The Japan agreement is the biggest bilateral trade partnership ever negotiated by the European Union. The Economic Partnership Agreement will open huge market opportunities for both sides, strengthen cooperation between Europe and Japan in a range of areas, reaffirm their shared commitment to sustainable development, and include for the first time a specific commitment to the Paris climate agreement. It will remove the vast majority of customs duties that cost EU companies exporting to Japan €1 billion a year. The agreement will also eliminate a number of long-standing regulatory barriers, such as double testing and overlapping bureaucracy. It will open up the Japanese market of 127 million consumers to key EU agricultural exports, protect over 200 traditional European regional food and drink products in Japan (the so-called Geographical Indications) and increase EU export opportunities in a range of other sectors, including the ability for European companies to bid for public contracts in many Japanese cities.
The EU and Japan are also in the final stages of negotiation of a Strategic Partnership Agreement. Upon entry into force, it will upgrade the political relations between the two sides by reinforcing political dialogue, affirming shared values and common principles, and enabling closer cooperation to tackle common challenges, bilaterally and in multilateral fora.
The trade and investment agreements with Singapore are the EU's first completed bilateral deals with a member of the Association of Southeast Asian Nations (ASEAN). Within ASEAN, Singapore is by far the EU's largest partner with a total bilateral trade in goods of €53.3 billion (2017) and in services of €44.4 billion (2016). Over 10,000 EU companies are established in Singapore and use it as a hub to serve the whole Pacific region. With these agreements, the EU has therefore made an important stride towards setting high standards and rules for the important and fast-growing Southeast Asian region. The deals also represent the first building block of a future region-to-region trade and investment agreement between the EU and ASEAN. Singapore is already the number one location for European investment in Asia, with investment between the two growing rapidly in recent years. Bilateral investment stocks reached €256 billion in 2016.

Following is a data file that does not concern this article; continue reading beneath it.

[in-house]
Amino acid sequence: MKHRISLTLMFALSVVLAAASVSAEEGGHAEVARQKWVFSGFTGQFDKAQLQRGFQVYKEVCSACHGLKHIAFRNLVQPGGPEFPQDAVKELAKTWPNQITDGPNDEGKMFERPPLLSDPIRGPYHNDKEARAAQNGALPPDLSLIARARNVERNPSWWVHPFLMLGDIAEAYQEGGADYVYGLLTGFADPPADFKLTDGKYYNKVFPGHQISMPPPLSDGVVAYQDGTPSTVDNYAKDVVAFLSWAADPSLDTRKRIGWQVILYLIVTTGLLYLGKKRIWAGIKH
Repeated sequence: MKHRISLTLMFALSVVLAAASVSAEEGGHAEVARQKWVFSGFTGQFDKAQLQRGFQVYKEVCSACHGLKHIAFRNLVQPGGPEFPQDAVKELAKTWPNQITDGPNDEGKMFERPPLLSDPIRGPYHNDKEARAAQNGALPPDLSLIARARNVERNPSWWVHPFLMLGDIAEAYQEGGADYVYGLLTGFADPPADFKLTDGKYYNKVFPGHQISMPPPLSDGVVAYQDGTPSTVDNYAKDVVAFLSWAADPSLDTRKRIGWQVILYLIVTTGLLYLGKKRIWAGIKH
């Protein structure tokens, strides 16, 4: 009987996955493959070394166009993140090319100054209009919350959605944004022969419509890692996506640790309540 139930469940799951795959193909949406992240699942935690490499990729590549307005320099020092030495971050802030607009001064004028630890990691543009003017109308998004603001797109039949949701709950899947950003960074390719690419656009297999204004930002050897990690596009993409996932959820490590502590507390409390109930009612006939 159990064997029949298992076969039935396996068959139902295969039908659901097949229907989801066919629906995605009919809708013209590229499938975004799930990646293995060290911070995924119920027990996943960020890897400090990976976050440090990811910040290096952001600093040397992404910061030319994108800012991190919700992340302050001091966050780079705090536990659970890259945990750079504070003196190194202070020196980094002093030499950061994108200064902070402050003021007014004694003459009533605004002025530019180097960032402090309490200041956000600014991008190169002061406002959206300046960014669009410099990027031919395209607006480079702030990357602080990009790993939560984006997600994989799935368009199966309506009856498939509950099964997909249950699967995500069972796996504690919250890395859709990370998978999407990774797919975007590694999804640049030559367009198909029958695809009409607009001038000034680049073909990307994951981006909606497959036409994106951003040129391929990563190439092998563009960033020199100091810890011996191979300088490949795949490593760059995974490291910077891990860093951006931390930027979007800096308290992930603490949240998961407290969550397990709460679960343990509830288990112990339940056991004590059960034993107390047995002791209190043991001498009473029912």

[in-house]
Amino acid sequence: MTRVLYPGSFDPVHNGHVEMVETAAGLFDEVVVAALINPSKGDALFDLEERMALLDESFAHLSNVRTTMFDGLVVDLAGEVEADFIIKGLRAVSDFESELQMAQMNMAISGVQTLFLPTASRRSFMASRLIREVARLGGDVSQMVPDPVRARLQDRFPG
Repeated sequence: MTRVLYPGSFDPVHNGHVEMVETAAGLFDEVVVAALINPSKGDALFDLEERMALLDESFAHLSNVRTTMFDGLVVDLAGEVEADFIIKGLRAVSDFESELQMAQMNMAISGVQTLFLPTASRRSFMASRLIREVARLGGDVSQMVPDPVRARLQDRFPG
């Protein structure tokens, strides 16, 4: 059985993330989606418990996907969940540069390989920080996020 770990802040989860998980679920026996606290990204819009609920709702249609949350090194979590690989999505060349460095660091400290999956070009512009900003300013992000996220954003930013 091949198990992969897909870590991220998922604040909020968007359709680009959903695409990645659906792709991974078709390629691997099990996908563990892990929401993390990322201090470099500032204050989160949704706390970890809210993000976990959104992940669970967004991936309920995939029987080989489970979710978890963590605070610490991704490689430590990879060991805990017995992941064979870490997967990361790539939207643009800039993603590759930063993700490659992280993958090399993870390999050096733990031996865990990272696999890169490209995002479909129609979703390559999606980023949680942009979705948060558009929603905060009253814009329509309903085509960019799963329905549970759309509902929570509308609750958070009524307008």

As well as offering huge economic opportunities, the trade agreements also include comprehensive chapters on trade and sustainable development; setting the highest standards of labour, safety, environmental and consumer protection; as well as strengthening joint actions on sustainable development and climate change and fully safeguarding public services.
Once approved by the Council, the agreements will be sent to the European Parliament, aiming for the entry into force of the trade agreements with Japan and Singapore before the end of the current mandate of the European Commission in 2019; the investment protection agreement with Singapore will follow its ratification procedure also at Member State level.
At the same time, negotiations with Japan continue on investment protection standards and investment protection dispute resolution. The firm commitment on both sides is to move towards an agreement in the investment protection negotiations as soon as possible, in light of the shared commitment to a stable and secure investment environment in Europe and Japan.